What is TMJ Pain?
The joint that connects your lower jaw (mandible) to your skull is referred to as the temporo-mandibular joint (TMJ). The TMJ allows you to open and close your jaw so you can eat, speak, and breathe through your mouth.
TMJ pain commonly refers to TMJ disorders that cause pain, tenderness, and difficulty in moving the joint. Approximately 10 million people in the United States suffer from some type of TMJ pain.
Causes of TMJ Pain
The TMJ functions through a hinge-type action and sliding motions. The action and motion are normally kept smooth and trouble-free by the presence of cartilage and a shock-absorbing disk between the moving parts of the joint. TMJ pain or disorders can result from the following issues or conditions:
- The cartilage is eroded away or damaged, sometimes from arthritis.
- The shock-absorbing disk has deteriorated or is no longer in the correct alignment or position.
- The TMJ has been damaged from an injury, impact, or trauma.
You are at a greater risk of developing TMJ pain if you are affected by the following:
- If you have one or more of the multiple forms of arthritis.
- If you have a connective tissue disease.
- If you grind your teeth (usually happens in people's sleep).
- If you have had an injury to your jaw.
- If you have jaw problems at birth.
Symptoms and Diagnosis of TMJ Pain
The symptoms of TMJ disorders will vary depending on the specific cause of your disorder and the severity. The common symptoms of TMJ pain can include the following:
- Pain in or around the jaw, face, or neck areas.
- An aching pain around the ear area.
- Pain when chewing or swallowing.
- A popping, cracking, or clicking noise when you move your jaw.
- A feeling that your jaw is locked, causing difficulties in opening or closing your mouth.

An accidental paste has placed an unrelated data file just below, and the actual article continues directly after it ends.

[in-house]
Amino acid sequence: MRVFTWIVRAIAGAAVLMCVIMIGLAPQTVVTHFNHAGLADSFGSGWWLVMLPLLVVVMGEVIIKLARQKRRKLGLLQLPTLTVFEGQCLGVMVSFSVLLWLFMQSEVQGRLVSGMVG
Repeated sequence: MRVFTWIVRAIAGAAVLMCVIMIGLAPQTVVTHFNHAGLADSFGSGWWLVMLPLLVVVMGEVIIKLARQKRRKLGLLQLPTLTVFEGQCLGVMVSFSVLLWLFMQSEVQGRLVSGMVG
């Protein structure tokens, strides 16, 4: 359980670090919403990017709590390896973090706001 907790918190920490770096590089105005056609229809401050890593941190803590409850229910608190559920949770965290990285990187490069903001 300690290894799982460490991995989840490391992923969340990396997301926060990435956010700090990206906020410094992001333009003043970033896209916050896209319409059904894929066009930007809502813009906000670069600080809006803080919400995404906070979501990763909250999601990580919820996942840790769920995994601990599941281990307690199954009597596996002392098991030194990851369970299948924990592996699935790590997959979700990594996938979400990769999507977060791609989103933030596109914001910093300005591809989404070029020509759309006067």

- Muscle stiffness around the jaw.
- Restricted movement of the jaw.
- A feeling that your jaw has shifted, or repositioned, altering the way that your lower jaw aligns with your upper jaw.
Your ENT specialist will diagnose your TMJ pain by examining your jaw area, specifically by performing some or all of the following:
- Examining your jaw's range of motion as you attempt to fully open and close your mouth.
- Pressing on your jaw to determine where pain and stiffness is originating.
- Feeling your jaw as you open and close your mouth.
- Ordering either an X-ray, MRI, or a CT scan to provide a detailed image of your jaw and TMJ area.
Treatments for TMJ Pain
TMJ pain can sometimes cease without treatment. If your pain and other symptoms continue, treatment options for TMJ often include:
- Medications such as pain relievers and muscle relaxants.
- Therapies including physical therapy to strengthen the jaw muscles or the use of an oral splint.
- Medical procedures such as surgery that drains debris and fluid from the TMJ area, injections, arthroscopic surgery, or open-joint surgery.